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Popular ice cream brand Ben & Jerry’s is embroiled in an icy spat with its parent company Unilever over the mishandling of an announcement that it would withdraw sales from Palestine.

The purpose-led brand makes a virtue of its social mission ‘to make the world a better place’, vowing to cease the sale of its products on occupied land as part of that commitment – putting the brand on a collision course with Unilever, which it appears would like to sustain sales in that marketplace. 

The Ben & Jerry’s brand is defined by a strong voice on societal issues, seeking “ways to improve the quality of life locally, nationally and internationally”.

Concluding that these values ran counter to a continued presence on occupied land, the brand stated: “We believe it is inconsistent with our values for Ben & Jerry’s ice cream to be sold in the Occupied Palestinian Territory (OPT).”

Unfortunately, the pullout is not as simple as it sounds, with a local franchisee licensing agreement permitting the ice cream to continue being sold across Israel, including the occupied West Bank, until the existing agreement expires in 2022.
This prompted Unilever to issue a clarifying statement saying: “Although Ben & Jerry’s will no longer be sold in the OPT, we will stay in Israel through a different arrangement. We will share an update on this as soon as we’re ready.”

It was this communique that raised the hackles of Anuradha Mittal, chair of Ben & Jerry’s board of directors, who accused Unilever of violating a legal agreement made in 2000 when it acquired the brand by releasing the statement against its wishes and attempting to override the board’s decision to withdraw.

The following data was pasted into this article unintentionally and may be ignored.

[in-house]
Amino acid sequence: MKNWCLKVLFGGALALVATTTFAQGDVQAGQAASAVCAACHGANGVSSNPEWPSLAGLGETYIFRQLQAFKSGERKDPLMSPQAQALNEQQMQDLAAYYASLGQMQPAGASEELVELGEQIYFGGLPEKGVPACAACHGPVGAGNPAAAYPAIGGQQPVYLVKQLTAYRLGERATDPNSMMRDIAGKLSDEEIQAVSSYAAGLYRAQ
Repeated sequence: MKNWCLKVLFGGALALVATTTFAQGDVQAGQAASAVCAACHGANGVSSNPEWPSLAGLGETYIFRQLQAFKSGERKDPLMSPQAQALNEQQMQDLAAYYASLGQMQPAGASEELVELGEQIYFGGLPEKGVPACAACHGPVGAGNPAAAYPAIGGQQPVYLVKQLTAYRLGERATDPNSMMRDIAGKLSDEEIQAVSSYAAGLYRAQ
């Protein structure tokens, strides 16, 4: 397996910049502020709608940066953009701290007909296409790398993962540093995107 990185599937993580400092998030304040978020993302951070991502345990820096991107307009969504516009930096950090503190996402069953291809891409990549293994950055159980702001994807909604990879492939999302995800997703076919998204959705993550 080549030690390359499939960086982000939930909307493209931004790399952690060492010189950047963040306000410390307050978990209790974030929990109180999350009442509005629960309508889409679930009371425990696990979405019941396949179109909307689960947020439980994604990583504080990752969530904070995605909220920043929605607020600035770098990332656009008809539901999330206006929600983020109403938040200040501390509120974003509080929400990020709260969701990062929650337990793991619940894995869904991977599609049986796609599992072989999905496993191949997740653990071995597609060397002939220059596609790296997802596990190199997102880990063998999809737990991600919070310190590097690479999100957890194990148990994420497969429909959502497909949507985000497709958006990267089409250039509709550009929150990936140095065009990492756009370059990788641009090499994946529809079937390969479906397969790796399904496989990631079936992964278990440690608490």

At the crux of the matter is a complex acquisition agreement designed to protect the independence of the Ben & Jerry’s board, who retain ultimate control of any changes to the product, licensing deals, markets and social mission.

Rebuking Unilever in a parallel statement of its own, the board wrote: “The statement released by Ben & Jerry’s regarding its operation in Israel and the Occupied Palestinian Territory (the OPT) does not reflect the position of the independent board, nor was it approved by the independent board.

“By taking a position and publishing a statement without the approval of the independent board on an issue directly related to Ben & Jerry’s social mission and brand integrity, Unilever and its CEO at Ben & Jerry’s are in violation of the spirit and the letter of the acquisition agreement.”

A stand-off now looms, with Unilever reiterating its commitment to keeping Ben & Jerry’s in Israel, where it operates a manufacturing facility through its franchise.

The war of words highlights the difficulties inherent in prioritizing social justice in a world colored by shades of gray, with the issue coming to a head following a recent resurgence in violence. Never afraid to speak out on contentious issues, Ben & Jerry’s took a stand against white supremacy in the aftermath of the death of George Floyd.